↑ An example of a Weibo article; a review of the movie Duckweed written by a KOL.
On WeChat, the content that users like to repost are multimedia articles with text and photos/audio/video. This makes it a good forum for long, detailed articles to introduce the brand.
When editing articles for WeChat, highlighting the most essential parts is important. Content on the platform is fast-moving so posts needs to be easy to skim. Attractive visuals and well-designed layout are also important to retain readers.
↑ An example of a push article from the LinkedIn official account with elements that make the layout clear and improve readability – a banner image that includes icons, subtitles, bold characters, clearly marked headings and a chart.
On Weibo, there’s no restriction on the number of posts per day and it’s advisable to post regularly to keep a presence in your followers’ feeds. In such a fast-moving consumer goods industry, users can post every hour or two or 3-5 times daily.
For WeChat official accounts, the post frequency depends on the account type :
- For subscription accounts, only one post can be pushed per day but that post can contain up to eight articles.
- For service accounts, users can post four posts monthly. Generally, one to three articles are enough for one day’s feed. Too much information may leave readers overwhelmed.
↑ The official WeChat account of LinkedIn updates every day with one to three articles.
For branding on Chinese social media, the language style should match the brand image and also suit the platform and audience.
Given that Weibo is not for long-form content and works best to drive traffic to promoted products or services, ensure that posts are concise, interesting and clear. Photos, videos, Biao Qing Bao (表情包, memes) and informative GIFs convey information and act as incentives for readers to repost.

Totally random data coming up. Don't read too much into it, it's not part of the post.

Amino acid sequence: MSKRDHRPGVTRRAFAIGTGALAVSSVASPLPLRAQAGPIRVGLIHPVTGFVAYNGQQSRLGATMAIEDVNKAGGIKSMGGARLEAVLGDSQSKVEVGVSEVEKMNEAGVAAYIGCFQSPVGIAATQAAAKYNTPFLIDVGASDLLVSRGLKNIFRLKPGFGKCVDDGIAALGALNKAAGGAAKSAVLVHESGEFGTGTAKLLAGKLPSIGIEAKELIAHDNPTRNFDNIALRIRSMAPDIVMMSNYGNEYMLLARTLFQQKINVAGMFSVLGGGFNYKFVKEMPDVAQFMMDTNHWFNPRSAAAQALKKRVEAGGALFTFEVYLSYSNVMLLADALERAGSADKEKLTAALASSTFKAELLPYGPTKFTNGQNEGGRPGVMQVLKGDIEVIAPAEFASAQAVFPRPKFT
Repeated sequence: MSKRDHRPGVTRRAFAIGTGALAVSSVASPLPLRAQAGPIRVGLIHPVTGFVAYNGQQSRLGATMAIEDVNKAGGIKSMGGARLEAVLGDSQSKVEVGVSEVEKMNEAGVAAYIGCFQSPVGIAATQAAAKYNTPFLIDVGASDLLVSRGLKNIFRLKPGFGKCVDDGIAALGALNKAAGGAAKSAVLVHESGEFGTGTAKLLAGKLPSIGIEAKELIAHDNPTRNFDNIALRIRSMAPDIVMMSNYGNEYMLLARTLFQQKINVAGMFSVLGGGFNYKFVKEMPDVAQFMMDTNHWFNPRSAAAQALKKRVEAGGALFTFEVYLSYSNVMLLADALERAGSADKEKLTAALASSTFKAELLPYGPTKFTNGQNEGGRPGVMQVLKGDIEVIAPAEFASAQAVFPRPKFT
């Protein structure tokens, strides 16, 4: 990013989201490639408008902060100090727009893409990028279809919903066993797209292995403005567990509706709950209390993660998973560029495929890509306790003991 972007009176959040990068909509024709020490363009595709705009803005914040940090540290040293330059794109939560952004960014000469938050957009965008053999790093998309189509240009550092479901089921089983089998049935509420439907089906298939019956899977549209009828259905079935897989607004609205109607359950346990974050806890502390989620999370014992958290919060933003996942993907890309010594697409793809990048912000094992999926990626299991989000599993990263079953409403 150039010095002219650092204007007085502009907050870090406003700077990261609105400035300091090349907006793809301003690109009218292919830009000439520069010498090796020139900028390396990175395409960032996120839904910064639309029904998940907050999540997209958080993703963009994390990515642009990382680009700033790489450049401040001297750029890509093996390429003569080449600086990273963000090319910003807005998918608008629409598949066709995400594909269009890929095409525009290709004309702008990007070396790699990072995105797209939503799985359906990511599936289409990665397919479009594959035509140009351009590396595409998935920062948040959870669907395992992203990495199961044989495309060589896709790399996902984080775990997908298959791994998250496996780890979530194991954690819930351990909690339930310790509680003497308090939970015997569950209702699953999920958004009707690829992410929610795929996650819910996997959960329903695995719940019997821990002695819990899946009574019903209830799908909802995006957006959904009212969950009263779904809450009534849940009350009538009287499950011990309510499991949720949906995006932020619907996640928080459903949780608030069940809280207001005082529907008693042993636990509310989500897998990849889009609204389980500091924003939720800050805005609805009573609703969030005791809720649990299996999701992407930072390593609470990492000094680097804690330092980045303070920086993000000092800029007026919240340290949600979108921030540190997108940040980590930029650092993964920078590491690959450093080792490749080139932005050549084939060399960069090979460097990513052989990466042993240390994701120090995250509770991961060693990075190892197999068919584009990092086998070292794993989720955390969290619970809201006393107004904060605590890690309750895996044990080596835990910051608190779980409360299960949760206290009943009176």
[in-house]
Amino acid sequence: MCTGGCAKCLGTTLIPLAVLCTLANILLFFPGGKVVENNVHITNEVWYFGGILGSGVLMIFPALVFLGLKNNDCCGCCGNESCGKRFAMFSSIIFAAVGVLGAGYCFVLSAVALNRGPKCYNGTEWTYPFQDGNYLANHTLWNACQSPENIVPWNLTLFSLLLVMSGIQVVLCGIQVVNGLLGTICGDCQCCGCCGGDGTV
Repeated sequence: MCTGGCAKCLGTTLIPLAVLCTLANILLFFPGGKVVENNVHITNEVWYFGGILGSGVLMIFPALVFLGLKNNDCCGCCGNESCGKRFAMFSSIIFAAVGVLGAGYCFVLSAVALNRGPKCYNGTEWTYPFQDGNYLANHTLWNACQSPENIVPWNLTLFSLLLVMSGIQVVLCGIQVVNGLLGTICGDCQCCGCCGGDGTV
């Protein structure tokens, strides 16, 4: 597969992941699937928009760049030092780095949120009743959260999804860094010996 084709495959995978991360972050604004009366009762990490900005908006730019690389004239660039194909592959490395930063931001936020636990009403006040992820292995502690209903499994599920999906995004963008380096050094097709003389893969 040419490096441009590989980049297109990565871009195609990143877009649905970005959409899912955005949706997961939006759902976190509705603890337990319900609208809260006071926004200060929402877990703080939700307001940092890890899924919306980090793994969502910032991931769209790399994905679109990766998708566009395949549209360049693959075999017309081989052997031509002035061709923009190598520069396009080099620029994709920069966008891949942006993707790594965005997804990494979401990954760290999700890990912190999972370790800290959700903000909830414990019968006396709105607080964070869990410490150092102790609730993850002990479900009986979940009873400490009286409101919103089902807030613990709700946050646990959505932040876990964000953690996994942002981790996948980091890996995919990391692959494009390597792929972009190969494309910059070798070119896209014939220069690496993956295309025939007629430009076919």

↑ An example of incorporating Biao Qing Bao in a Weibo post: the picture in the middle portraits a popular cartoon character Kumamon, and the words below read “The freezing cold woke me up!”
For longer articles on WeChat, the language style can be more formal, more professional and more detailed.
3. Relationship with the Audience
Interaction with the audience is an indispensable part of branding on Chinese social media. On Weibo, interaction between an account manager and the audience takes various forms:
- Liking: Account managers may “like” a post that showcases their brand or that speaks highly of its products or services. This shows appreciation and gratitude while drawing attention to the post.
- Comments: Account managers may comment on a user’s post or reply directly to his/her comment.
- Reposts: Account managers can repost a KOL’s (key opinion leader’s) post about their brand or repost general users’ positive testimonials and questions with a response.
- Messages: This is a more private form of interaction as only the sender and account manager can see the messages. This kind of communication is primarily used as a form of customer service – to deal with complaints and to help customers solve problem.